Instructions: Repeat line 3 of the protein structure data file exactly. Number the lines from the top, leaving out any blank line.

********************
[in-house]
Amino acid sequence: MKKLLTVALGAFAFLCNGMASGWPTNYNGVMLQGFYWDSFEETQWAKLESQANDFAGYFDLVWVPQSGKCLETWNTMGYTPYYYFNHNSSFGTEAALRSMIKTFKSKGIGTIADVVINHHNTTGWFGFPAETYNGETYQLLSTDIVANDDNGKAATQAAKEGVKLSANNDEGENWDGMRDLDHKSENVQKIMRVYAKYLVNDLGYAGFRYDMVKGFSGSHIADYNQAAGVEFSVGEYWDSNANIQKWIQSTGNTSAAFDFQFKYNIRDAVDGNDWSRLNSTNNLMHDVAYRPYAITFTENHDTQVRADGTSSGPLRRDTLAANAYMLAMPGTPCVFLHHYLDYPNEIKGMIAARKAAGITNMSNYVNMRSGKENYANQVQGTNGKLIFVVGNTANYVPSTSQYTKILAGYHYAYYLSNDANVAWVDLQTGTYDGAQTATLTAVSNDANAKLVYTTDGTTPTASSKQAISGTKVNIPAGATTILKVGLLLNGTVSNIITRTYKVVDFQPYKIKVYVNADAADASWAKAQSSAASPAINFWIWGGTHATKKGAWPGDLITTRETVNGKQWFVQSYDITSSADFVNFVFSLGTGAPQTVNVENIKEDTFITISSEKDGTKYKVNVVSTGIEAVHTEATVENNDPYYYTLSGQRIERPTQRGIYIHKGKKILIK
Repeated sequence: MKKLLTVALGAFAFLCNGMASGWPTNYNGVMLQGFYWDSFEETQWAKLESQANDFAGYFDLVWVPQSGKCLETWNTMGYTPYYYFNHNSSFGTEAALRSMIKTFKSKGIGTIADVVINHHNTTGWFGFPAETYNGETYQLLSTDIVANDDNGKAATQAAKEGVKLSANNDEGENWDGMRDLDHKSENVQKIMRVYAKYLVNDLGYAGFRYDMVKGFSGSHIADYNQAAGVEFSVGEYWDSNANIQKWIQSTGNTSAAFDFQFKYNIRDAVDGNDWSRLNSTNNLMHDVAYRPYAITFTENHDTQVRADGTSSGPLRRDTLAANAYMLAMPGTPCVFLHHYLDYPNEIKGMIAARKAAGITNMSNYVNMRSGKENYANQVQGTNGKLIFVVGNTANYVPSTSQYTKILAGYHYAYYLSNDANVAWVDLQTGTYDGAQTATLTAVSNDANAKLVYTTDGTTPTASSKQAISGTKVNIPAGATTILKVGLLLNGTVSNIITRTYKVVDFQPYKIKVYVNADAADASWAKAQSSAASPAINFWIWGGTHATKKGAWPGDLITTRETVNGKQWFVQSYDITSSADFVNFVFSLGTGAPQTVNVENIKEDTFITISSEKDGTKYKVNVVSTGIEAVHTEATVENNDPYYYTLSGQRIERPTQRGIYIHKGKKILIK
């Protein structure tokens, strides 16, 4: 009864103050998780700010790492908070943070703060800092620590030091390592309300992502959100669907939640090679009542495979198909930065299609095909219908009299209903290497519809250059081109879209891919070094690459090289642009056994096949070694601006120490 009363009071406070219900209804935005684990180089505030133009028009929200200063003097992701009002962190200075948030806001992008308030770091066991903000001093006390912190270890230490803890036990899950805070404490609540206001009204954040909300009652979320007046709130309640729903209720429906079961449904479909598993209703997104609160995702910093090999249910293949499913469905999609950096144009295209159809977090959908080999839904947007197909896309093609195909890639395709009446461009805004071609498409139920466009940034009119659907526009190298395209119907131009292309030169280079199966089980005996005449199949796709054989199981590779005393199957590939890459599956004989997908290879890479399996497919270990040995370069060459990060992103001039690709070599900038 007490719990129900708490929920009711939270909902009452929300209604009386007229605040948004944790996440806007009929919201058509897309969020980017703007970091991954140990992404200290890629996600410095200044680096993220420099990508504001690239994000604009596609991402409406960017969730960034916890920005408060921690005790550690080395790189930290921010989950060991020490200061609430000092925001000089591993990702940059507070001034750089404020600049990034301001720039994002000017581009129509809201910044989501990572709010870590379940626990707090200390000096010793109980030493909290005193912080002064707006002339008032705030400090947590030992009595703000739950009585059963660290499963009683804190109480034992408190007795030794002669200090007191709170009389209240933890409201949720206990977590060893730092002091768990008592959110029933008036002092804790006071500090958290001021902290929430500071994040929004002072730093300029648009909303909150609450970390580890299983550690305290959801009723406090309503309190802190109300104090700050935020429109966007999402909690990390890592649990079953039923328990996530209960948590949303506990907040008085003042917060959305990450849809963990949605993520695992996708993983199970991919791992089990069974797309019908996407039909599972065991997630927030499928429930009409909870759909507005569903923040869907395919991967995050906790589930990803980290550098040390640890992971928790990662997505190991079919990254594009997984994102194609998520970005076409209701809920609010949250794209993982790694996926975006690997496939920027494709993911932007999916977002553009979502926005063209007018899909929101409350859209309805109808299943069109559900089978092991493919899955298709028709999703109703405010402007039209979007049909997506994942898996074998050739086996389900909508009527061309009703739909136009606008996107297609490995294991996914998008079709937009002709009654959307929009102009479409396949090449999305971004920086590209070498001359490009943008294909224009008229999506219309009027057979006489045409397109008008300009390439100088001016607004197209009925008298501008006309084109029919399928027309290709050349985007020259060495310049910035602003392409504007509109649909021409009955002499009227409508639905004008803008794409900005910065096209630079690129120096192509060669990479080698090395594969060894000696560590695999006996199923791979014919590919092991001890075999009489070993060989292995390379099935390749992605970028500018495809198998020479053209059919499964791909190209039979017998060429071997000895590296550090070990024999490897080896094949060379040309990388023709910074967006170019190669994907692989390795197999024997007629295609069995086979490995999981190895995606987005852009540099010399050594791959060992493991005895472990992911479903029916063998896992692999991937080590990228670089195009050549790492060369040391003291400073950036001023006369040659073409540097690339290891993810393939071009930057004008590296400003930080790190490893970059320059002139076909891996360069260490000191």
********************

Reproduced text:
Repeated sequence: MKKLLTVALGAFAFLCNGMASGWPTNYNGVMLQGFYWDSFEETQWAKLESQANDFAGYFDLVWVPQSGKCLETWNTMGYTPYYYFNHNSSFGTEAALRSMIKTFKSKGIGTIADVVINHHNTTGWFGFPAETYNGETYQLLSTDIVANDDNGKAATQAAKEGVKLSANNDEGENWDGMRDLDHKSENVQKIMRVYAKYLVNDLGYAGFRYDMVKGFSGSHIADYNQAAGVEFSVGEYWDSNANIQKWIQSTGNTSAAFDFQFKYNIRDAVDGNDWSRLNSTNNLMHDVAYRPYAITFTENHDTQVRADGTSSGPLRRDTLAANAYMLAMPGTPCVFLHHYLDYPNEIKGMIAARKAAGITNMSNYVNMRSGKENYANQVQGTNGKLIFVVGNTANYVPSTSQYTKILAGYHYAYYLSNDANVAWVDLQTGTYDGAQTATLTAVSNDANAKLVYTTDGTTPTASSKQAISGTKVNIPAGATTILKVGLLLNGTVSNIITRTYKVVDFQPYKIKVYVNADAADASWAKAQSSAASPAINFWIWGGTHATKKGAWPGDLITTRETVNGKQWFVQSYDITSSADFVNFVFSLGTGAPQTVNVENIKEDTFITISSEKDGTKYKVNVVSTGIEAVHTEATVENNDPYYYTLSGQRIERPTQRGIYIHKGKKILIK